The Book of Joe, by author Jonathan Tropper, has killer premise that should make all inspiring writers jealous. Joe, an author made famous by writing a book that tears apart his hometown, must return to be with his sick father. He must now contend with the truths he wrote about head on. What a hook!
This is where the jealousy ends. The Book of Joe is letdown by Tropper’s amateurish writing, careless pacing and unlikable characters. What was a concept that might have rivaled The Silver Linings Playbook is, quiet frankly, a mess.
The idea of this story is that Joe was wrong to write about his town the way he did, exaggerating the truth and making people look bad. Except, when we meet the people in his town, they all come across as jerks and losers. That makes sense in terms of how they would act to Joe but there’s never the other side of the coin. Everyone comes across as very one dimensional and I never believed they had much cause to be offended by how they were portrayed in Joe’s novel. Maybe that’s my natural disdain for small town drama, but I couldn’t care for any of these people, and I was never given reason to otherwise.
Joe’s realization of his wrong doing, the wrong doing I wasn’t invested in, comes way to quickly for a book like this. He states how much he hates the town and never looked back for the first couple of chapters but as soon as he enters city limits, his whole character changes. Suddenly, without much prodding or reason, Joe is navel gazing about how important his time here actually was, leaving very little room for growth.
There’s quite a bit of flashbacks, showing us the one summer that changed everything for Joe. The problem with these is that they actually revolve around Joe’s friends and the main character becomes a spectator. When Joe goes on and on about how that summer effected him, it’s weakened by the events we’re presented with. In fact, very little in the book actually needs Joe around. He’s a witness to important events but not a key component to them. Yes, he has girlfriend in his teen years, but I never understood what she saw in Joe.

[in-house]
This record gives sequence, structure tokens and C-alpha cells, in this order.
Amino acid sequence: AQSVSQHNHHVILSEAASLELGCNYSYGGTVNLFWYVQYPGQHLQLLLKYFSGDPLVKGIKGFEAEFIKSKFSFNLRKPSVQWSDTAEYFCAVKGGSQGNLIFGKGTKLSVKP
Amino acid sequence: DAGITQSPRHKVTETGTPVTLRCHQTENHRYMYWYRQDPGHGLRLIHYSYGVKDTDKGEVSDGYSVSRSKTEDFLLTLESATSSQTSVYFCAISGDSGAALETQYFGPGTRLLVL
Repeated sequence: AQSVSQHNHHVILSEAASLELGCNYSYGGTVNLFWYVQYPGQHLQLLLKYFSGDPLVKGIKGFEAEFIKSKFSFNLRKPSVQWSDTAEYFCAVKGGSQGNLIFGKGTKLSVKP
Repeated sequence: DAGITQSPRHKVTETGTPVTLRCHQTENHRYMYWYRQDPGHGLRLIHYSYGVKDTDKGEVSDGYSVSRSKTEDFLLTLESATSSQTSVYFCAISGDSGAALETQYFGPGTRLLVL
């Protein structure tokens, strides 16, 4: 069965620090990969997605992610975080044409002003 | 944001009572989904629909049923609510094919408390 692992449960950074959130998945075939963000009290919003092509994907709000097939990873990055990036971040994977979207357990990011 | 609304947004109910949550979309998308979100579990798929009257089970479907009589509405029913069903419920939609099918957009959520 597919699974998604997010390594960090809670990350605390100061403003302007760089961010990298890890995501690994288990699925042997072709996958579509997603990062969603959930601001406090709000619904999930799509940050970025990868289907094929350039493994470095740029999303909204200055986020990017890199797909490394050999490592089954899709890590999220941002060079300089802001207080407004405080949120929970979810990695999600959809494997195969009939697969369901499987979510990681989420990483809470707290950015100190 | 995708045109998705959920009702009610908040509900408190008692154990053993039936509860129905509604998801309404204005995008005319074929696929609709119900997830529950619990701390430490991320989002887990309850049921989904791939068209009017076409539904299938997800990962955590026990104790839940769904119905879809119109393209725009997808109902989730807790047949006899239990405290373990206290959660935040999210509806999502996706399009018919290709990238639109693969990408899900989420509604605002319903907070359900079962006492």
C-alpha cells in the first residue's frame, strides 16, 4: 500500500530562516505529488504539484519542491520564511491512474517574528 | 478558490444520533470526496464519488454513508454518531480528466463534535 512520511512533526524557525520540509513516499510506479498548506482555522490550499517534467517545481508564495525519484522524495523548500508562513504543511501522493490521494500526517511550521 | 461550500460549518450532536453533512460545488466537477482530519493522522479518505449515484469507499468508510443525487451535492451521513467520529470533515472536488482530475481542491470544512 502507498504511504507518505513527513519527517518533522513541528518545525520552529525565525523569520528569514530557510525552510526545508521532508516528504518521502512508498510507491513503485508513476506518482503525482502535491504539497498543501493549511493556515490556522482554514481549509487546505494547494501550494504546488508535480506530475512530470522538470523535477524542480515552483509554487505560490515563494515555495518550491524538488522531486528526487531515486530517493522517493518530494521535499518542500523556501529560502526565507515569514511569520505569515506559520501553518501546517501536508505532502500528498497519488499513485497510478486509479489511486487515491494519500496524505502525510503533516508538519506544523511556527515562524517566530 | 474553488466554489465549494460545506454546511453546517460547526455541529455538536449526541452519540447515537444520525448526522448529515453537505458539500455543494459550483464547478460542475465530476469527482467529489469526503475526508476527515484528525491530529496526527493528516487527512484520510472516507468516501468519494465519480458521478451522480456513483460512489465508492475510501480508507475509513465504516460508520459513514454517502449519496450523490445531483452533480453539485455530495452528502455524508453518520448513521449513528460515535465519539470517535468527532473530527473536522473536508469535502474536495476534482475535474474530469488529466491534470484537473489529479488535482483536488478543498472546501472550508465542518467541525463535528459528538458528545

Joe’s whinny, navel gazing attitude is rewarded with wisdom, closure and sex by those he left behind all those years ago. Everyone, including Joe’s ex-girlfriend Carly, gives this unlikable character the attention he craves but doesn’t deserve. There’s no challenges Joe has to overcome to grow and become a better person, everyone does it for him. Joe’s brother concedes, the high school coach apologizes, Carly kisses him, all of these things fix Joe but he doesn’t have to put in any of the work.
Every character, especially Joe, has an in-depth and analytical view of their psychological well-being and can express it at the drop of a hat. Subtlety is a non-resident of this town. Joe’s emotional journeys last all of a page and he moves quickly onto the next. In the end, very little closure is given. Joe’s book isn’t forgiven, Carly is willing to give him another shot, his family might be falling apart, but it doesn’t matter because he’s writing again. And the view on writing is the most flowery kind. It’s the type where everything simply “flows” and characters are “discovered” along the way. How books are written this way is beyond me, but maybe that’s how we end up with something like The Book of Joe.
It fails at being poetic, at being deep, it’s not funny or insightful and has nothing to say about small town living or guilt from past mistakes. What a waste of a great idea.